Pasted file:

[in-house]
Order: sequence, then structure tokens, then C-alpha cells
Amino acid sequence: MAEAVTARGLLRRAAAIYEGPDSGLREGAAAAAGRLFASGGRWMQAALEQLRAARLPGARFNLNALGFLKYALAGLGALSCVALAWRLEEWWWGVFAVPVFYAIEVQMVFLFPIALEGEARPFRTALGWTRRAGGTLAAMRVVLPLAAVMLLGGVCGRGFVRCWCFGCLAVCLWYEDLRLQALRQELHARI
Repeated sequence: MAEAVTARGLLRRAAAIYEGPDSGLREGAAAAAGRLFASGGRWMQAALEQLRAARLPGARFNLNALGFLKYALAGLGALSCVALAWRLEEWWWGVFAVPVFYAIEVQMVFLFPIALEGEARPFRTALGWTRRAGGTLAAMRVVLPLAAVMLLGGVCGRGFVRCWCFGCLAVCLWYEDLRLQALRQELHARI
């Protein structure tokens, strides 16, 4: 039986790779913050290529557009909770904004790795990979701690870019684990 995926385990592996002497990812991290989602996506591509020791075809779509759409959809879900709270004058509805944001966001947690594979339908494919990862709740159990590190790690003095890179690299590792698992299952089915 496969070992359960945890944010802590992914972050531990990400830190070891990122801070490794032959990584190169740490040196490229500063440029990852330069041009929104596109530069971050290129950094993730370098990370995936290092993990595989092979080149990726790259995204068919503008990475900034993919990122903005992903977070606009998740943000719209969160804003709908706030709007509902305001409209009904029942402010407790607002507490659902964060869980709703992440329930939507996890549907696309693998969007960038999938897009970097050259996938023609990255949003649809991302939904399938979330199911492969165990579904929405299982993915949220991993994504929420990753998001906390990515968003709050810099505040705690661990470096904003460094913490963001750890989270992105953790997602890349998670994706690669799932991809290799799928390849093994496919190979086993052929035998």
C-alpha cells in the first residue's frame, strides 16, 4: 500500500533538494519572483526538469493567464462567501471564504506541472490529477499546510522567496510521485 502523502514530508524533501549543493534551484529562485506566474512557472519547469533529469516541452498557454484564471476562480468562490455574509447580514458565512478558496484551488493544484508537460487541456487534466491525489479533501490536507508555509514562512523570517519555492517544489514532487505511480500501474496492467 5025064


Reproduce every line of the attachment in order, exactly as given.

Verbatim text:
[in-house]
Order: sequence, then structure tokens, then C-alpha cells
Amino acid sequence: MAEAVTARGLLRRAAAIYEGPDSGLREGAAAAAGRLFASGGRWMQAALEQLRAARLPGARFNLNALGFLKYALAGLGALSCVALAWRLEEWWWGVFAVPVFYAIEVQMVFLFPIALEGEARPFRTALGWTRRAGGTLAAMRVVLPLAAVMLLGGVCGRGFVRCWCFGCLAVCLWYEDLRLQALRQELHARI
Repeated sequence: MAEAVTARGLLRRAAAIYEGPDSGLREGAAAAAGRLFASGGRWMQAALEQLRAARLPGARFNLNALGFLKYALAGLGALSCVALAWRLEEWWWGVFAVPVFYAIEVQMVFLFPIALEGEARPFRTALGWTRRAGGTLAAMRVVLPLAAVMLLGGVCGRGFVRCWCFGCLAVCLWYEDLRLQALRQELHARI
């Protein structure tokens, strides 16, 4: 039986790779913050290529557009909770904004790795990979701690870019684990 995926385990592996002497990812991290989602996506591509020791075809779509759409959809879900709270004058509805944001966001947690594979339908494919990862709740159990590190790690003095890179690299590792698992299952089915 496969070992359960945890944010802590992914972050531990990400830190070891990122801070490794032959990584190169740490040196490229500063440029990852330069041009929104596109530069971050290129950094993730370098990370995936290092993990595989092979080149990726790259995204068919503008990475900034993919990122903005992903977070606009998740943000719209969160804003709908706030709007509902305001409209009904029942402010407790607002507490659902964060869980709703992440329930939507996890549907696309693998969007960038999938897009970097050259996938023609990255949003649809991302939904399938979330199911492969165990579904929405299982993915949220991993994504929420990753998001906390990515968003709050810099505040705690661990470096904003460094913490963001750890989270992105953790997602890349998670994706690669799932991809290799799928390849093994496919190979086993052929035998």
C-alpha cells in the first residue's frame, strides 16, 4: 500500500533538494519572483526538469493567464462567501471564504506541472490529477499546510522567496510521485 502523502514530508524533501549543493534551484529562485506566474512557472519547469533529469516541452498557454484564471476562480468562490455574509447580514458565512478558496484551488493544484508537460487541456487534466491525489479533501490536507508555509514562512523570517519555492517544489514532487505511480500501474496492467 5025064